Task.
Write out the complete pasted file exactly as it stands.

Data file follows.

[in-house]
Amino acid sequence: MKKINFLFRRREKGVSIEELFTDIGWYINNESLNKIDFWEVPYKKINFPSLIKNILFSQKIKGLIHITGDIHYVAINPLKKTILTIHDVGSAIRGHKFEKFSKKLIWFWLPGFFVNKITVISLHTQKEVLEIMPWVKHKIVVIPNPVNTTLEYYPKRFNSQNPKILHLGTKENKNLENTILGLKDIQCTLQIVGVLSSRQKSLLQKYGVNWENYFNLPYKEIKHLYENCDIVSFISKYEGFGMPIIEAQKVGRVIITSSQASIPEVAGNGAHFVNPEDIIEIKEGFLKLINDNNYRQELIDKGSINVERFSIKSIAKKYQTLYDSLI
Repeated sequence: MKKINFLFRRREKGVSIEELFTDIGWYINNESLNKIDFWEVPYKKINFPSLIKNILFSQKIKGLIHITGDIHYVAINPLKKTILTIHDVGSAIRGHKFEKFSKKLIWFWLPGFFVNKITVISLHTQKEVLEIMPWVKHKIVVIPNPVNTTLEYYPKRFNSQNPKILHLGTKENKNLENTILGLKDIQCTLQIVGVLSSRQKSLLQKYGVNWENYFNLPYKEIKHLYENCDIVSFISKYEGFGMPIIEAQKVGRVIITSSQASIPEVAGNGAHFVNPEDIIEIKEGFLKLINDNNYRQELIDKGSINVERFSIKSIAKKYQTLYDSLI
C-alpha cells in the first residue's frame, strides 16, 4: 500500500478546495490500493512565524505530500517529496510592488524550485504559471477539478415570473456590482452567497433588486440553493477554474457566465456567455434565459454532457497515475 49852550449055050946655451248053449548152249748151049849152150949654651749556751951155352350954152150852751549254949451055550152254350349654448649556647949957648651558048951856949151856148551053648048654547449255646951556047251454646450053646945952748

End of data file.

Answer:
[in-house]
Amino acid sequence: MKKINFLFRRREKGVSIEELFTDIGWYINNESLNKIDFWEVPYKKINFPSLIKNILFSQKIKGLIHITGDIHYVAINPLKKTILTIHDVGSAIRGHKFEKFSKKLIWFWLPGFFVNKITVISLHTQKEVLEIMPWVKHKIVVIPNPVNTTLEYYPKRFNSQNPKILHLGTKENKNLENTILGLKDIQCTLQIVGVLSSRQKSLLQKYGVNWENYFNLPYKEIKHLYENCDIVSFISKYEGFGMPIIEAQKVGRVIITSSQASIPEVAGNGAHFVNPEDIIEIKEGFLKLINDNNYRQELIDKGSINVERFSIKSIAKKYQTLYDSLI
Repeated sequence: MKKINFLFRRREKGVSIEELFTDIGWYINNESLNKIDFWEVPYKKINFPSLIKNILFSQKIKGLIHITGDIHYVAINPLKKTILTIHDVGSAIRGHKFEKFSKKLIWFWLPGFFVNKITVISLHTQKEVLEIMPWVKHKIVVIPNPVNTTLEYYPKRFNSQNPKILHLGTKENKNLENTILGLKDIQCTLQIVGVLSSRQKSLLQKYGVNWENYFNLPYKEIKHLYENCDIVSFISKYEGFGMPIIEAQKVGRVIITSSQASIPEVAGNGAHFVNPEDIIEIKEGFLKLINDNNYRQELIDKGSINVERFSIKSIAKKYQTLYDSLI
C-alpha cells in the first residue's frame, strides 16, 4: 500500500478546495490500493512565524505530500517529496510592488524550485504559471477539478415570473456590482452567497433588486440553493477554474457566465456567455434565459454532457497515475 49852550449055050946655451248053449548152249748151049849152150949654651749556751951155352350954152150852751549254949451055550152254350349654448649556647949957648651558048951856949151856148551053648048654547449255646951556047251454646450053646945952748